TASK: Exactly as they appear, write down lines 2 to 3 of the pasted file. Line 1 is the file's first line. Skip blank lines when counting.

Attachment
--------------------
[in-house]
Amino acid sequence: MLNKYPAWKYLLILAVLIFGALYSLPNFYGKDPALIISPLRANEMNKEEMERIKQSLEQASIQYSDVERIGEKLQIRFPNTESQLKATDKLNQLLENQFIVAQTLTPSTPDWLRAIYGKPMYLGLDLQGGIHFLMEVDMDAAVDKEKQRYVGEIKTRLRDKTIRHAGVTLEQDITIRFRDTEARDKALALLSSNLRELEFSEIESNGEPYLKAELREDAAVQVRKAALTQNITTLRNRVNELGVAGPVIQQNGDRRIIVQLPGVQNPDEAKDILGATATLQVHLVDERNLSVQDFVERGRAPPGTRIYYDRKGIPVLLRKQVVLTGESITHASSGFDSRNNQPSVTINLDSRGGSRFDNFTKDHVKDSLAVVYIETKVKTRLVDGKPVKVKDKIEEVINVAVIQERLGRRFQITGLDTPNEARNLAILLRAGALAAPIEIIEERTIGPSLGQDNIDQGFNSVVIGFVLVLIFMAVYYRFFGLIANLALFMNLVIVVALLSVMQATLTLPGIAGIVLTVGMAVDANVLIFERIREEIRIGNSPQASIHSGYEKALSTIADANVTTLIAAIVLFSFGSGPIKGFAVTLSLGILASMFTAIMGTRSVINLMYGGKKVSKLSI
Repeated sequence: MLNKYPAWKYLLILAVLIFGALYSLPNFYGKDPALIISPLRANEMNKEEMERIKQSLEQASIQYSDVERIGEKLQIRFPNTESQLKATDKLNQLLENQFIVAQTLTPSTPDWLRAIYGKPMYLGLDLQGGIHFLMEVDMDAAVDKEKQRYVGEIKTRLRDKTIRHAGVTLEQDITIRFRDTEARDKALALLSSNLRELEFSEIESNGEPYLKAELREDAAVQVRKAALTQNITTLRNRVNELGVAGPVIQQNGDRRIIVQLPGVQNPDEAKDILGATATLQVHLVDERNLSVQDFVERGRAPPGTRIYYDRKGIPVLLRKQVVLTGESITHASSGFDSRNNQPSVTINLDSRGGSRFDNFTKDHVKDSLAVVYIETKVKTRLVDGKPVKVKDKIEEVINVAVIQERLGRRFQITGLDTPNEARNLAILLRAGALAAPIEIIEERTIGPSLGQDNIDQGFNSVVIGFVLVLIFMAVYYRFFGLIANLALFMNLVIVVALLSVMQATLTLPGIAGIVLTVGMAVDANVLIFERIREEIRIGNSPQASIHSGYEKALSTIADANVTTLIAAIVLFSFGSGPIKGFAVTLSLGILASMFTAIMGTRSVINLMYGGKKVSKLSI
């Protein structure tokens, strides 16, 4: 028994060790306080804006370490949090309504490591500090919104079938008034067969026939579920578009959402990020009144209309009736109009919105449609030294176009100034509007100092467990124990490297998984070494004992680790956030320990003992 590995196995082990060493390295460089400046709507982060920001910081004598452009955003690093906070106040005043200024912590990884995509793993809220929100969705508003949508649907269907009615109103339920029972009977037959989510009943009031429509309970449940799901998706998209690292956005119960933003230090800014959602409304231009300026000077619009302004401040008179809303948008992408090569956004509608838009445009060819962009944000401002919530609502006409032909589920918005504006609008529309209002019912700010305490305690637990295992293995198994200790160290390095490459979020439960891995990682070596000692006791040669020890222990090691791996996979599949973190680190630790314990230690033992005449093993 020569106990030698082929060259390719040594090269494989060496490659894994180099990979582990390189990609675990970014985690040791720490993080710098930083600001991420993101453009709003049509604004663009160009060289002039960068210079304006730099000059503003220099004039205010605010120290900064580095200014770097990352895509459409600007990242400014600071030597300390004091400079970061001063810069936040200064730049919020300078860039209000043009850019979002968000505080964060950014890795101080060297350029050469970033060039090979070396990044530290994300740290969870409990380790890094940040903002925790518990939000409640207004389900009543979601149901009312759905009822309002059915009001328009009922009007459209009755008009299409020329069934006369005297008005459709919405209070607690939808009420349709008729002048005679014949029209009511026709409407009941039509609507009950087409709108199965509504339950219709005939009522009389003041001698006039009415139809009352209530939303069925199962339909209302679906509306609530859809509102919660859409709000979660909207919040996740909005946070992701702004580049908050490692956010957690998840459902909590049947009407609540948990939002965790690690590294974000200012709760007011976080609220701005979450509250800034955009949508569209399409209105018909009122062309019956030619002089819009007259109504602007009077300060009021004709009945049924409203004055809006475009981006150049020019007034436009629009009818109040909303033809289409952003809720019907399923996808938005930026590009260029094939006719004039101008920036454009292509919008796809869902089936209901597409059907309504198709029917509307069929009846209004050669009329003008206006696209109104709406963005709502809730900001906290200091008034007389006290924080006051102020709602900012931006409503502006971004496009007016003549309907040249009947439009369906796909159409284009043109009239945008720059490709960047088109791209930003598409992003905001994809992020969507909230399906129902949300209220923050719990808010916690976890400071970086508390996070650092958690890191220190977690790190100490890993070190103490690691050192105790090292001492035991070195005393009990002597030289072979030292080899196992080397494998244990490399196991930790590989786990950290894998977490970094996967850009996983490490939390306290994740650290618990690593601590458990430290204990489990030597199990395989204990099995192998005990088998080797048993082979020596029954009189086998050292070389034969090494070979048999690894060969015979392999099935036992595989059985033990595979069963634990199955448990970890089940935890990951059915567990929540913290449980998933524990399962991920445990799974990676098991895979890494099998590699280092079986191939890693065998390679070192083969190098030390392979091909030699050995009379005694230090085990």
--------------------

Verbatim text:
Amino acid sequence: MLNKYPAWKYLLILAVLIFGALYSLPNFYGKDPALIISPLRANEMNKEEMERIKQSLEQASIQYSDVERIGEKLQIRFPNTESQLKATDKLNQLLENQFIVAQTLTPSTPDWLRAIYGKPMYLGLDLQGGIHFLMEVDMDAAVDKEKQRYVGEIKTRLRDKTIRHAGVTLEQDITIRFRDTEARDKALALLSSNLRELEFSEIESNGEPYLKAELREDAAVQVRKAALTQNITTLRNRVNELGVAGPVIQQNGDRRIIVQLPGVQNPDEAKDILGATATLQVHLVDERNLSVQDFVERGRAPPGTRIYYDRKGIPVLLRKQVVLTGESITHASSGFDSRNNQPSVTINLDSRGGSRFDNFTKDHVKDSLAVVYIETKVKTRLVDGKPVKVKDKIEEVINVAVIQERLGRRFQITGLDTPNEARNLAILLRAGALAAPIEIIEERTIGPSLGQDNIDQGFNSVVIGFVLVLIFMAVYYRFFGLIANLALFMNLVIVVALLSVMQATLTLPGIAGIVLTVGMAVDANVLIFERIREEIRIGNSPQASIHSGYEKALSTIADANVTTLIAAIVLFSFGSGPIKGFAVTLSLGILASMFTAIMGTRSVINLMYGGKKVSKLSI
Repeated sequence: MLNKYPAWKYLLILAVLIFGALYSLPNFYGKDPALIISPLRANEMNKEEMERIKQSLEQASIQYSDVERIGEKLQIRFPNTESQLKATDKLNQLLENQFIVAQTLTPSTPDWLRAIYGKPMYLGLDLQGGIHFLMEVDMDAAVDKEKQRYVGEIKTRLRDKTIRHAGVTLEQDITIRFRDTEARDKALALLSSNLRELEFSEIESNGEPYLKAELREDAAVQVRKAALTQNITTLRNRVNELGVAGPVIQQNGDRRIIVQLPGVQNPDEAKDILGATATLQVHLVDERNLSVQDFVERGRAPPGTRIYYDRKGIPVLLRKQVVLTGESITHASSGFDSRNNQPSVTINLDSRGGSRFDNFTKDHVKDSLAVVYIETKVKTRLVDGKPVKVKDKIEEVINVAVIQERLGRRFQITGLDTPNEARNLAILLRAGALAAPIEIIEERTIGPSLGQDNIDQGFNSVVIGFVLVLIFMAVYYRFFGLIANLALFMNLVIVVALLSVMQATLTLPGIAGIVLTVGMAVDANVLIFERIREEIRIGNSPQASIHSGYEKALSTIADANVTTLIAAIVLFSFGSGPIKGFAVTLSLGILASMFTAIMGTRSVINLMYGGKKVSKLSI